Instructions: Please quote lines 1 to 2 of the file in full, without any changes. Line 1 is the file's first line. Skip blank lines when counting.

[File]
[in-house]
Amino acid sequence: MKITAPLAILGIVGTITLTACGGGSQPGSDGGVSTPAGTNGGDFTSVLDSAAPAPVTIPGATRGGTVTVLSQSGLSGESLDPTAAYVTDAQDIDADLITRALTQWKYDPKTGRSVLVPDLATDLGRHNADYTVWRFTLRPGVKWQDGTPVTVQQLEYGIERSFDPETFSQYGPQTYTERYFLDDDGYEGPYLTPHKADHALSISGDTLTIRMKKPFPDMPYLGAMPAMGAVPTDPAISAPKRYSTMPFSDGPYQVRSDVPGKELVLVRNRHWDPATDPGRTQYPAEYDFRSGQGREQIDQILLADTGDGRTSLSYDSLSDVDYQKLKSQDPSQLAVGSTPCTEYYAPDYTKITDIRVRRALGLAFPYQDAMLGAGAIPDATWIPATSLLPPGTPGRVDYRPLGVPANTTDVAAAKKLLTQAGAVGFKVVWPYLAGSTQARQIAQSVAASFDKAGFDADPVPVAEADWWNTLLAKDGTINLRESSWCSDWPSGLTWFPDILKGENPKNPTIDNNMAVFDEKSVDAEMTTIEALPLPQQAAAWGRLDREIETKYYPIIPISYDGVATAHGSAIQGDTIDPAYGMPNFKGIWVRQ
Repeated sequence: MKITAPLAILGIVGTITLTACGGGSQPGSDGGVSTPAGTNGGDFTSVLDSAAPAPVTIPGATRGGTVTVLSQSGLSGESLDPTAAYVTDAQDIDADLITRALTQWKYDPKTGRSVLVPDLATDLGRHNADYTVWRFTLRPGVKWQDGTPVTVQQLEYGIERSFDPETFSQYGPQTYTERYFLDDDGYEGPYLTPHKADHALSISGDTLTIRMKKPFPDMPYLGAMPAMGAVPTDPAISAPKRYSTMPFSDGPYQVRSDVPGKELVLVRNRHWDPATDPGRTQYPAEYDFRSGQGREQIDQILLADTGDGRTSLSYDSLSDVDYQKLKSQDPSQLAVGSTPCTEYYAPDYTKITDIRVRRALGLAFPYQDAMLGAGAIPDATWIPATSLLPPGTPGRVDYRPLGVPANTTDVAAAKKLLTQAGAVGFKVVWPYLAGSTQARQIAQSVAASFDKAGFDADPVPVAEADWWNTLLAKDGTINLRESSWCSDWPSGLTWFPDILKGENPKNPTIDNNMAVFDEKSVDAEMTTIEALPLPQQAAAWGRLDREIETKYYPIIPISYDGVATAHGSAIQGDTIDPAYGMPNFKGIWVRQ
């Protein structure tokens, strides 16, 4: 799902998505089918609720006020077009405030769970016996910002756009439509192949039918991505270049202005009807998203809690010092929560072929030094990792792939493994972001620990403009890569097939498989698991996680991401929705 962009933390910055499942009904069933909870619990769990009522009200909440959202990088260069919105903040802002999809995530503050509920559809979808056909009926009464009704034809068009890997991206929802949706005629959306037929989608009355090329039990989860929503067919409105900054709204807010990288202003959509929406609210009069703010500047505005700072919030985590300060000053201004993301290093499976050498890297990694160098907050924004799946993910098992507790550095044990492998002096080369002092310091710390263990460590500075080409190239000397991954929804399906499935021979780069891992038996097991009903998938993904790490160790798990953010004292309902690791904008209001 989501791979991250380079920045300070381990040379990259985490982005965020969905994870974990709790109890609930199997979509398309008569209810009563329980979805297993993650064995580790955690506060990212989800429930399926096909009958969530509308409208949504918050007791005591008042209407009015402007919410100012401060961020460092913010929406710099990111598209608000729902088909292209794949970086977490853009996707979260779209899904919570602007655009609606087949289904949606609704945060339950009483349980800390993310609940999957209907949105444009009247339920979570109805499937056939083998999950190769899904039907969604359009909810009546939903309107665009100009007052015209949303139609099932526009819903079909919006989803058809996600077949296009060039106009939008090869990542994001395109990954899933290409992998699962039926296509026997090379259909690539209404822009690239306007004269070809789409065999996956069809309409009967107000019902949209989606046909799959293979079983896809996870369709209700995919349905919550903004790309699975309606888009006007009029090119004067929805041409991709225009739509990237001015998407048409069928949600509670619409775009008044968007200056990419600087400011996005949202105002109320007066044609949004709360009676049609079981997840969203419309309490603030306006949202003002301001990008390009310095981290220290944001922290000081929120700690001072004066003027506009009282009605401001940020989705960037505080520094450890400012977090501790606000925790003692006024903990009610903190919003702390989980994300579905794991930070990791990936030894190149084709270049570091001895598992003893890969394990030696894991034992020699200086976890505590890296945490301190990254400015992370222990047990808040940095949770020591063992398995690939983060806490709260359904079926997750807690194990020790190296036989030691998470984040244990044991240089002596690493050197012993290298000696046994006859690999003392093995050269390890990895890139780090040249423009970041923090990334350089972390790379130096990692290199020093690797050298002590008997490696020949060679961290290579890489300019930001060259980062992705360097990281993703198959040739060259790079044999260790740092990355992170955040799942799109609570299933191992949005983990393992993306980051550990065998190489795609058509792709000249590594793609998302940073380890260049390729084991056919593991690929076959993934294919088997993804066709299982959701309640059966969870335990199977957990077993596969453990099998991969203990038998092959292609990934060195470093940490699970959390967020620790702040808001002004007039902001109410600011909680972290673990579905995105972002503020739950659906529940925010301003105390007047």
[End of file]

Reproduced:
[in-house]
Amino acid sequence: MKITAPLAILGIVGTITLTACGGGSQPGSDGGVSTPAGTNGGDFTSVLDSAAPAPVTIPGATRGGTVTVLSQSGLSGESLDPTAAYVTDAQDIDADLITRALTQWKYDPKTGRSVLVPDLATDLGRHNADYTVWRFTLRPGVKWQDGTPVTVQQLEYGIERSFDPETFSQYGPQTYTERYFLDDDGYEGPYLTPHKADHALSISGDTLTIRMKKPFPDMPYLGAMPAMGAVPTDPAISAPKRYSTMPFSDGPYQVRSDVPGKELVLVRNRHWDPATDPGRTQYPAEYDFRSGQGREQIDQILLADTGDGRTSLSYDSLSDVDYQKLKSQDPSQLAVGSTPCTEYYAPDYTKITDIRVRRALGLAFPYQDAMLGAGAIPDATWIPATSLLPPGTPGRVDYRPLGVPANTTDVAAAKKLLTQAGAVGFKVVWPYLAGSTQARQIAQSVAASFDKAGFDADPVPVAEADWWNTLLAKDGTINLRESSWCSDWPSGLTWFPDILKGENPKNPTIDNNMAVFDEKSVDAEMTTIEALPLPQQAAAWGRLDREIETKYYPIIPISYDGVATAHGSAIQGDTIDPAYGMPNFKGIWVRQ